Home >> News: March 30th, 2018 >> Story
Satnews Daily
March 30th, 2018

South African Nanosatellite nSight-1 Creates Out of Sight Success for SCS Aerospace Group 

This picture of the Loskop Dam in the Olifants River about 230 kilometres east of Johannesburg was taken by the nSight-1 Gecko camera on 19 September 2017 from a height of 400 km. Centre point irrigation farms can be seen in the upper right corner of this two-image composite.

What began as an experiment with an African nanosatellite launched from the International Space Station has proven so successful, with the continuous orbiting of Earth since May of last year, that some of the satellite's subsystems have created their own market and have generated international sales for a niche market.

The satellite called nSight-1 is a product of the Somerset West-based SCS Aerospace Group (SCSAG), Africa’s largest privately-owned group of satellite design and manufacturing companies with more than 25 years of experience in this domain. It was launched from the International Space Station during May last year with 28 other satellites as part of the European Space Agency's QB50 project which collects research data from the Earth’s lower thermosphere. 

Francois Denner, Managing Director of the SCS Aerospace Group said that they are delighted and extremely proud of the performance of their satellite nSight-1. It is in a stable and healthy state and the various on-board payloads are working well and have resulted in a number of major sub-systems sales to international clients. 

Denver continued saying that the success of nSight-1 certainly strengthens their position to play a leading role in forging a new satellite business cluster in the South African economic sector. Their group now has the ability to manufacture up to 80 percent of small satellite components locally.  They are proudly South African. 

The fully completed nSight1 satellite which has
been orbiting Earth for almost a year.


The three companies in the SCS Aerospace Group which are directly involved in providing commercial satellite solutions are Space Advisory Company (SAC) their satellite program and systems consulting and engineering house; SCS Space which provides satellite mission solutions as well as satellite systems; and NewSpace Systems which develops and manufactures high-quality space components and sub-systems. The group employs some 90 highly trained satellite specialists such as electronic, systems, software and mechanical engineers. 

According to Hendrik Burger, CEO for SCS Space, the primary contractor for the nSight-1 nanosatellite, the Attitude Determination and Control System (ADCS) used on board is one of the most advanced used in a satellite this size. This is another South African product designed and manufactured by CubeSpace It has given the satellite a high degree of pointing accuracy to orientate in its orbit some 400km above Earth.  They are now looking at extending the expected orbit lifetime of the satellite from 18 to 24 months due to its low drag, specific mass and orientation control.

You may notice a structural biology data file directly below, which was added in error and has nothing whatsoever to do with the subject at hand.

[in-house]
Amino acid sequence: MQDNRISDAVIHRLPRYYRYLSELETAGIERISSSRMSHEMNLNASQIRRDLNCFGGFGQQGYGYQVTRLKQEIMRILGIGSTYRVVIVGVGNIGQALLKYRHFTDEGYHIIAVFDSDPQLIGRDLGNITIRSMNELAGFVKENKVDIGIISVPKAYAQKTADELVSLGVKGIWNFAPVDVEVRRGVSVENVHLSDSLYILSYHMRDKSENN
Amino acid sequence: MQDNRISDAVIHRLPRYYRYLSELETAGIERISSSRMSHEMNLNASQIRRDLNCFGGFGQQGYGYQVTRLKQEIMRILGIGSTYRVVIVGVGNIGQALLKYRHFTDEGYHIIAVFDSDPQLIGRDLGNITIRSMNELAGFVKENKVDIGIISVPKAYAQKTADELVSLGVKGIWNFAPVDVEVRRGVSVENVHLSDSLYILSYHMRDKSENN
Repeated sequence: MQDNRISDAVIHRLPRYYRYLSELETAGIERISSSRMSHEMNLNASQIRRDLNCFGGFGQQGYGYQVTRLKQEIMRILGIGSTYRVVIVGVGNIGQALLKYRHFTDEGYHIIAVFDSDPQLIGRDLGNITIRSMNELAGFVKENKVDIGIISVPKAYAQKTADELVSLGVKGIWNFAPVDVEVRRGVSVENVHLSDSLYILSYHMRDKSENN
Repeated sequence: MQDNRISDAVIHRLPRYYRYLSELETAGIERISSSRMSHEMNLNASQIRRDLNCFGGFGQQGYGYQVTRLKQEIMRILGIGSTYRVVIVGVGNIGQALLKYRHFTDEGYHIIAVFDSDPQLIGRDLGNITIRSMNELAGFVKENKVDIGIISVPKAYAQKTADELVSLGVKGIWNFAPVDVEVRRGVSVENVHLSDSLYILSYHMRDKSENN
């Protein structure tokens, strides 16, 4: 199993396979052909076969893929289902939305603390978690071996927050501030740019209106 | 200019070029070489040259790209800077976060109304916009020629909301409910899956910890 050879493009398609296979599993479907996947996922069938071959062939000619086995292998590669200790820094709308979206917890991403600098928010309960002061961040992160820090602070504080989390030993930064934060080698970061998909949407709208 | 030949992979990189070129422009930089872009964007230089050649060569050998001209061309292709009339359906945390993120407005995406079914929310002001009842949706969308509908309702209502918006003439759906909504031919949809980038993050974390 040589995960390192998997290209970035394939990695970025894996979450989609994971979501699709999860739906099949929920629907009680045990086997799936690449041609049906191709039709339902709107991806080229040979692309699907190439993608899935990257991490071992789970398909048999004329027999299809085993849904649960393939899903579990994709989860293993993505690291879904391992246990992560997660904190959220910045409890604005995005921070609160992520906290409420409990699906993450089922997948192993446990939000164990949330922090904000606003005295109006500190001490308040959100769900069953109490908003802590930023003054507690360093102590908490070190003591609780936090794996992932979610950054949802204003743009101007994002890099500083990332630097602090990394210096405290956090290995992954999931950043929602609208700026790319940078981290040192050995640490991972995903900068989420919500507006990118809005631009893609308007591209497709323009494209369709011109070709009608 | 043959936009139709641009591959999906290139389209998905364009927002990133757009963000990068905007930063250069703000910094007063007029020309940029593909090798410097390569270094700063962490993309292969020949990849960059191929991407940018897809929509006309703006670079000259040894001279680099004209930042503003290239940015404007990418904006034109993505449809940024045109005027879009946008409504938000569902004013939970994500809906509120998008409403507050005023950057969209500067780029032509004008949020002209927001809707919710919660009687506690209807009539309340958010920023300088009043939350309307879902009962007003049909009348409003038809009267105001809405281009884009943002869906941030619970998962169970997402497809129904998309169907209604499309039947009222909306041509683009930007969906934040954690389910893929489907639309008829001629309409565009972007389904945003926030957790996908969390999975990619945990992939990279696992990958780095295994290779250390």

The milestone achievements for their satellite so far are the following: 

  • Their primary science payload (FIPEX) to feed regular data for thermosphere analysis to the Von Karman Institute for Fluid Dynamics is working well by providing double the contracted data volume;
  • The Gravity Wave Experiment is producing measurement data that is being processed by Mr. Philip Wagner (the South African creator of the experiment);
  • Ongoing radiation impact detection results are being monitored by the Radiation Experiment and delivered to the Nelson Mandela Metropolitan University (NMMU) for interpretation; 
  • Their SCS Gecko Multispectral Imager has been seamlessly producing high-quality pictures that are made freely available. The Space Advisory Company was awarded with the “Best Innovation Concept for a medium enterprise” award for the Gecko imager development during the 2017 Da Vinci Top Technology (TT100) Awards, South Africa's foremost technology innovation awards;
  • The Grabouw-based ground station that controls the satellite is autonomously operating and will in the future form part of an international network of satellite ground stations servicing the ever-growing need by Lower Earth Orbit satellites.


Denner concluded that the nSight-1 mission demonstrates the ability of the SCSAG to leverage the capabilities in the South African space industry cluster, and he thanked all the South African project partners including SCS Space, Space Advisory Company, NewSpace Systems, Pinkmatter Solutions, the Department of Trade and Industry, Stellenbosch University, CubeSpace, Denel Spaceteq, DeltaV Aerospace, Simera Technology Group, Cape Peninsula University of Technology, Nelson Mandela Metropolitan University and the Amateur Radio Society, who made this possible.